US 2Q GDP revision could spark a dip in treasury yields

Commenting on today’s trading with a focus on the dip in treasury yields Gorilla Trades strategist Ken Berman said:

Inclusive Theory dip in treasury yields

mohamed_hassan / Pixabay

Today’s much-needed bounce in stocks, together with the improvements in the some of the key risk measures could mean that yesterday’s sell-off was just a ‘one-day-scare’. While the Nasdaq lost the most ground yesterday afternoon, the tech index led the recovery today, and despite an early spike in the Volatility Index (VIX), the risk-off shift almost completely reversed by the end of the session as safe-haven assets tumbled.

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Q2 hedge fund letters, conference, scoops etc

The major indices all bounced back today following yesterday’s late-day dip, amid the mixed trade-related developments, as investors tried to judge the consequences of the likely impeachment inquiry against the President. The Dow was up 163 or 0.6%, to 26,971, the Nasdaq gained 84, or 1.1%, to 8,077, while the S&P 500 rose by 18, or 0.6%, to 2,985. Advancing issues outnumbered decliners by an almost 3-to-1 ratio on the NYSE, where volume slightly below average.

Dip in treasury yields ahead?

While the tech sector was the clear leader of today’s rally, all of the key risk-on sectors shined. Consumer-related issues also got a huge boost from Nike’s (NKE) better-than-expected earnings report, which catapulted the stock to a new all-time high. Industrials were helped by the President’s upbeat comments concerning the trade talks with China, while financials were helped both by the bounce in Treasury yields and the improvement in investor sentiment.

Although the outcome of the impeachment inquiry is highly unpredictable, should the process reach at least the House, it would likely be a hot topic for several months, adding to the day-to-day volatility on Wall Street. With the Brexit saga entering another crucial phase ahead of the October 31 deadline and the next round of the trade talks with China also being scheduled for next month, politics might play a key role in the last quarter of 2019. That said, technicals and fundamentals will continue to form the long-term trends, so investors should continue to focus on those factors and ignore the 'noise' of the daily headlines.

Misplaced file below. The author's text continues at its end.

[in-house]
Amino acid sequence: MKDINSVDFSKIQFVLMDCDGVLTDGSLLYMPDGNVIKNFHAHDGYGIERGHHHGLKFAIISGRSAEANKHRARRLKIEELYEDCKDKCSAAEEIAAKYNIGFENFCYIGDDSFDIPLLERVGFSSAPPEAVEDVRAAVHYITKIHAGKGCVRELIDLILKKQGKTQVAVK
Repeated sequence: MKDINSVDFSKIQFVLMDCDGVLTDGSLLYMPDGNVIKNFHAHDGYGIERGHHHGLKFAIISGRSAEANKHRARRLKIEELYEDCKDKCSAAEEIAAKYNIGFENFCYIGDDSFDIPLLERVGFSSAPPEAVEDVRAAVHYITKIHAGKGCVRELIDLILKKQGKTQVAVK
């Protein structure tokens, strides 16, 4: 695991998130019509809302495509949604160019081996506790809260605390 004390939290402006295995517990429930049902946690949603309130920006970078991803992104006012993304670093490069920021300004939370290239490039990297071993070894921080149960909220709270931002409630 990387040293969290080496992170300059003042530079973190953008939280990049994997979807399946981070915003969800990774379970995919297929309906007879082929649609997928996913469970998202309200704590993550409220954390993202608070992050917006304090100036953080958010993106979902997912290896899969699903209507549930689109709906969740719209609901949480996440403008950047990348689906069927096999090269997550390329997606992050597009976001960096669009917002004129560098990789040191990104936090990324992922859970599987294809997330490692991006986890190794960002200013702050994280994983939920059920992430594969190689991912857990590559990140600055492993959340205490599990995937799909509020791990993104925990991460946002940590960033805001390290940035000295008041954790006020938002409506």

ECB preview

European Central Bank (ECB) President Mario Draghi will give one his last speeches before the end of his tenure, and should he provide details regarding the Bank’s future policies, currency markets could see a spike in volatility. The dollar has once again made headlines today, as, in the wake of this week’s dismal European economic numbers, the currency closed at its highest level against the euro since mid-2017. The Great British pound also suffered a hit, due to the shaky situation of British Prime Minister Boris Johnson, and should those trends continue tomorrow, some of the export-focused U.S. companies could be under pressure.

As for domestic economic releases, the third reading of the second-quarter GDP print might steal the show. Analysts forecast no revision this time around, but anything below the initially reported 2% could spark a dip in Treasury yields, as revisions tend to provide valuable information regarding the momentum of the economy. Pending home sales and the weekly number of new jobless claims will also come out tomorrow morning, and in light of the positive surprises from the housing market over the past couple of weeks, bulls might be in for another treat. Stay tuned!



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Jacob Wolinsky
Jacob Wolinsky is the founder of ValueWalk.com, a popular value investing and hedge fund focused investment website. Prior to ValueWalk, Jacob was VP of Business Development at SumZero. Prior to SumZero, Jacob worked as an equity analyst first at a micro-cap focused private equity firm, followed by a stint at a smid cap focused research shop. Jacob lives with his wife and four kids in Passaic NJ. - Email: jacob(at)valuewalk.com - Twitter username: JacobWolinsky - Full Disclosure: I do not purchase any equities anymore to avoid even the appearance of a conflict of interest and because at times I may receive grey areas of insider information. I have a few existing holdings from years ago, but I have sold off most of the equities and now only purchase mutual funds and some ETFs. I also own a few grams of Gold and Silver